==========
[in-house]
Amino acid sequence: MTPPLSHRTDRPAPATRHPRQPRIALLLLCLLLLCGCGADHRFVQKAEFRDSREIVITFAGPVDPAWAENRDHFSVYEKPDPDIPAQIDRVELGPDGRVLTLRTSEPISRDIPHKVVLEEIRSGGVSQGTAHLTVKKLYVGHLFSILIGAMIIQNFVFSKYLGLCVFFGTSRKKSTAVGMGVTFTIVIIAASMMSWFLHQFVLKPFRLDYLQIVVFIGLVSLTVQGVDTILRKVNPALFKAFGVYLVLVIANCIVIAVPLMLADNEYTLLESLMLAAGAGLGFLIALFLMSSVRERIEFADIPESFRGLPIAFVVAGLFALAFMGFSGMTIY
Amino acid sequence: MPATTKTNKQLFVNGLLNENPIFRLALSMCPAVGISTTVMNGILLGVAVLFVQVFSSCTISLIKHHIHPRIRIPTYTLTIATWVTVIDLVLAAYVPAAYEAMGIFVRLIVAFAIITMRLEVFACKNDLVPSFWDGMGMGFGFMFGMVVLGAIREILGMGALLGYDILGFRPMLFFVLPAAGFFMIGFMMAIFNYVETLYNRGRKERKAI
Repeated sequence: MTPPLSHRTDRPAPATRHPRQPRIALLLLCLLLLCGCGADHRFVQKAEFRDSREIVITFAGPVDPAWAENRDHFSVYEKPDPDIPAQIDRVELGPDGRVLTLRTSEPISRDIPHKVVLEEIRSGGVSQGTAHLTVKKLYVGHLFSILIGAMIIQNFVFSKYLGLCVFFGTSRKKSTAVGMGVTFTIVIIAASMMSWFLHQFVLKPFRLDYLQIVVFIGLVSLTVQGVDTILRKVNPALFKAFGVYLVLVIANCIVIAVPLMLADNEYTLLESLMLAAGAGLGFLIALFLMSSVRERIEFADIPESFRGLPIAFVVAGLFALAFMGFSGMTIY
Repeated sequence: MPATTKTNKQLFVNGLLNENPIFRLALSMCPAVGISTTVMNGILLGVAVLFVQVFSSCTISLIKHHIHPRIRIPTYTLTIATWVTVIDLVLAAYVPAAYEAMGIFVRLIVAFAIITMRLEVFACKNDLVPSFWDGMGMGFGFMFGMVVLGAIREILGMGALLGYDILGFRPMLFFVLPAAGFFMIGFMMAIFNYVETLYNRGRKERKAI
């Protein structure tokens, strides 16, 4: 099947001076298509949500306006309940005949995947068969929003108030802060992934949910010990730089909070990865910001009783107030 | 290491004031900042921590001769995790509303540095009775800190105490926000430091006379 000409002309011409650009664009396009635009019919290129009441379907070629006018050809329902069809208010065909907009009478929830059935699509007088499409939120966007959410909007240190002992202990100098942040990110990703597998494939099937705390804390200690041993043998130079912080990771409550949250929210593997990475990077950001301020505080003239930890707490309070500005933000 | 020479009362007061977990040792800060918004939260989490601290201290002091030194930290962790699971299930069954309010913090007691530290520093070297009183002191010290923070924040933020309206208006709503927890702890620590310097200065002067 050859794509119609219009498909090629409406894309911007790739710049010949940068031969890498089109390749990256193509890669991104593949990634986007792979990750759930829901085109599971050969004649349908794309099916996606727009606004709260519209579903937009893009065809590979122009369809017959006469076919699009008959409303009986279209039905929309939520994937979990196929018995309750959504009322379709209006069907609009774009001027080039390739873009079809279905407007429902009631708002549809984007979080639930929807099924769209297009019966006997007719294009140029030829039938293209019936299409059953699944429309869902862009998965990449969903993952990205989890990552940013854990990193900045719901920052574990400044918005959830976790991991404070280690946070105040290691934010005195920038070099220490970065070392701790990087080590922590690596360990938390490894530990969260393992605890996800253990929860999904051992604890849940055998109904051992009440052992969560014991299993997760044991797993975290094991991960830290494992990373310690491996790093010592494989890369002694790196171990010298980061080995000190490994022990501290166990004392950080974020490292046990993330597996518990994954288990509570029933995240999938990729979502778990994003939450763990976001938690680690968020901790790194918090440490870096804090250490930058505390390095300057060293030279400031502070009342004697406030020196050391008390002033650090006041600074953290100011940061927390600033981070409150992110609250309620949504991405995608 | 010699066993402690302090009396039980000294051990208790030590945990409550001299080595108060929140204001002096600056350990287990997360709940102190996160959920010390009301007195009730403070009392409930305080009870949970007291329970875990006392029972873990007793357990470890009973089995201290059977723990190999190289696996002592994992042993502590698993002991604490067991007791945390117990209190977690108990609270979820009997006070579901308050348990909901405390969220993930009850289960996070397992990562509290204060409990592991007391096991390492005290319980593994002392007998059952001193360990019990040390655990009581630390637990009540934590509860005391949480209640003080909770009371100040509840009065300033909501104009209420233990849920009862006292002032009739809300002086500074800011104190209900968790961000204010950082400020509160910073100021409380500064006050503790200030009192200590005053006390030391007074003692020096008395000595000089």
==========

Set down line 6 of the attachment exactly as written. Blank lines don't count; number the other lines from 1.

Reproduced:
């Protein structure tokens, strides 16, 4: 099947001076298509949500306006309940005949995947068969929003108030802060992934949910010990730089909070990865910001009783107030 | 290491004031900042921590001769995790509303540095009775800190105490926000430091006379 000409002309011409650009664009396009635009019919290129009441379907070629006018050809329902069809208010065909907009009478929830059935699509007088499409939120966007959410909007240190002992202990100098942040990110990703597998494939099937705390804390200690041993043998130079912080990771409550949250929210593997990475990077950001301020505080003239930890707490309070500005933000 | 020479009362007061977990040792800060918004939260989490601290201290002091030194930290962790699971299930069954309010913090007691530290520093070297009183002191010290923070924040933020309206208006709503927890702890620590310097200065002067 050859794509119609219009498909090629409406894309911007790739710049010949940068031969890498089109390749990256193509890669991104593949990634986007792979990750759930829901085109599971050969004649349908794309099916996606727009606004709260519209579903937009893009065809590979122009369809017959006469076919699009008959409303009986279209039905929309939520994937979990196929018995309750959504009322379709209006069907609009774009001027080039390739873009079809279905407007429902009631708002549809984007979080639930929807099924769209297009019966006997007719294009140029030829039938293209019936299409059953699944429309869902862009998965990449969903993952990205989890990552940013854990990193900045719901920052574990400044918005959830976790991991404070280690946070105040290691934010005195920038070099220490970065070392701790990087080590922590690596360990938390490894530990969260393992605890996800253990929860999904051992604890849940055998109904051992009440052992969560014991299993997760044991797993975290094991991960830290494992990373310690491996790093010592494989890369002694790196171990010298980061080995000190490994022990501290166990004392950080974020490292046990993330597996518990994954288990509570029933995240999938990729979502778990994003939450763990976001938690680690968020901790790194918090440490870096804090250490930058505390390095300057060293030279400031502070009342004697406030020196050391008390002033650090006041600074953290100011940061927390600033981070409150992110609250309620949504991405995608 | 010699066993402690302090009396039980000294051990208790030590945990409550001299080595108060929140204001002096600056350990287990997360709940102190996160959920010390009301007195009730403070009392409930305080009870949970007291329970875990006392029972873990007793357990470890009973089995201290059977723990190999190289696996002592994992042993502590698993002991604490067991007791945390117990209190977690108990609270979820009997006070579901308050348990909901405390969220993930009850289960996070397992990562509290204060409990592991007391096991390492005290319980593994002392007998059952001193360990019990040390655990009581630390637990009540934590509860005391949480209640003080909770009371100040509840009065300033909501104009209420233990849920009862006292002032009739809300002086500074800011104190209900968790961000204010950082400020509160910073100021409380500064006050503790200030009192200590005053006390030391007074003692020096008395000595000089």